I’m an interventionist, but Labour MPs should think twice about supporting Cameron on airstrikes in Syria

Sunny Hundal

David Cameron PMQs

David Cameron is planning to push ahead with a vote on whether Britain should join military airstrikes in Syria, despite predicted opposition from the Labour leader. He hopes to get Labour MPs to back his plan.

On paper, the Prime Minister’s strategy doesn’t look too shabby. He says the vote will be on “limited military strikes” against ISIS targets, and push to remove the dictator Bashar al-Assad from power after a transitional period of six months. That seems sensible since the chaos in Syria will continue until Assad is in power. Looking like we are propping up Assad would be a big recruiting tool for Syrian jihadi groups.

Cameron’s plan for Syria will likely tempt some Labour MPs but they should think twice before siding with the Tories. And I say that as an interventionist who didn’t shed any tears over the drone strike that killed two British ISIS members.

Here’s why. The first problem is that if Syria wasn’t a mess already, it is about to get worse. Russia is now sending thousands of troops into Syria to help Assad keep his grip on power.

And that is just the ‘first phase’, as the FT reports today. The White House says that fighter jets and surface-to-air missiles are also on the way.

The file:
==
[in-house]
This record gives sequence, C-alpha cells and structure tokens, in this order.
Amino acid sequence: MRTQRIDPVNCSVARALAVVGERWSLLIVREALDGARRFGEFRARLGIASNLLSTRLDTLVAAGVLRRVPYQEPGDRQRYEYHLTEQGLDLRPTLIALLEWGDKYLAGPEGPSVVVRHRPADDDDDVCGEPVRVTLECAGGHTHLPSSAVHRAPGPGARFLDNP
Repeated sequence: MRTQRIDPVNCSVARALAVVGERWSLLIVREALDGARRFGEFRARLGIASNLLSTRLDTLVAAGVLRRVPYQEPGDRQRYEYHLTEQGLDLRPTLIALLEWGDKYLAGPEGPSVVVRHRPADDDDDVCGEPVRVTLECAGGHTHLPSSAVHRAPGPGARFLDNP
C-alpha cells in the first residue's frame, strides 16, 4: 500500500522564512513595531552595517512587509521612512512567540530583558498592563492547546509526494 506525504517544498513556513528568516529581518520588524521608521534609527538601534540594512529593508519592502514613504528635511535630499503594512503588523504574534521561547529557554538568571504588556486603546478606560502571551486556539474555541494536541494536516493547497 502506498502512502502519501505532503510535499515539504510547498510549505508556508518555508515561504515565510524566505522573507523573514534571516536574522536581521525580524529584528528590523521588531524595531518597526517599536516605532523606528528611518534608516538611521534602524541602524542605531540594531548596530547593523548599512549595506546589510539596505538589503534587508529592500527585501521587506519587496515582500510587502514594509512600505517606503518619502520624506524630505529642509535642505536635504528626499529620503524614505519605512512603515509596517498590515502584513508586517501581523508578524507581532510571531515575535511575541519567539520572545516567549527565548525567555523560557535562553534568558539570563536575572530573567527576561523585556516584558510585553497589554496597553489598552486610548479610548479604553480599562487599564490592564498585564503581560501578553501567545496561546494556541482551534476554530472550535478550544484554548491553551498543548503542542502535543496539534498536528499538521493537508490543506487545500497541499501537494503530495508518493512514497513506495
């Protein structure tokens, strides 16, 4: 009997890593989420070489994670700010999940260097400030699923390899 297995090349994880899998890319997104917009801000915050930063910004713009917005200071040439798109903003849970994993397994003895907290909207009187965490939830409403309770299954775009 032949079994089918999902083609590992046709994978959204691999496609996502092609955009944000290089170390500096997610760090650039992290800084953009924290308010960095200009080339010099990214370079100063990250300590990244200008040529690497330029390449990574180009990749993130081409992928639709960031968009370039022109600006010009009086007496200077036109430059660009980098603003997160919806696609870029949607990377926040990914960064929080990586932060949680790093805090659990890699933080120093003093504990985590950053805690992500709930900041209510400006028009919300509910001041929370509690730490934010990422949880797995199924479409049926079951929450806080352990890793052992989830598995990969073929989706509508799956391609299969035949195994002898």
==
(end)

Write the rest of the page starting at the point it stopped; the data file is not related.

To say that Russian involvement is a setback for Cameron’s plan to oust Assad is an understatement. Once Assad renews bombing his own people, as is likely, more of them will gravitate towards rebel groups including ISIS. And how will we persuade Russia and Iran to give up Assad under these circumstances?

And what if – unlikely but still a possibility – we end up engaging Syrian or Russian troops?

Cameron hasn’t addressed any of these issues, instead promising a pie-in-the-sky plan to oust Assad, even though Assad is stronger now than two years ago.

Secondly, the Prime Minister’s record on foreign intervention doesn’t inspire confidence. We did the right thing by helping get rid of Gaddafi but still botched the intervention. The former Tory chairman Michael Ancram says Cameron’s decisions over Libya left it “ungovernable… with vast amounts of weapons from Gaddafi’s arsenal moved south of the border, arming Boko Haram.”

Libya wasn’t even the mess that Syria is, what if Cameron botches this too? Do Labour MPs want it on their conscience?

And finally there is the danger of mission creep: which clearly took place in Libya and is applicable to Syria too. Last year, Parliament voted for for airstrikes in Iraq, not Syria, and yet Cameron has already ignored that little technical detail.

I have no objection to military intervention per se. But airstrikes against ISIS haven’t yielded much so far, except in specific battles where Kurdish forces have provided ground support. Yes, we do need to find a way to degrade ISIS’s capabilities. But the only workable solution is one that has Arab forces taking the lead.

At best, this vote will legally allow more drone attacks in Syria. But at worst it could embroil us in a vicious civil war and leave our national security more compromised. Labour MPs should think twice before endorsing Cameron’s plan because it is neither coherent and workable, nor effective against ISIS.

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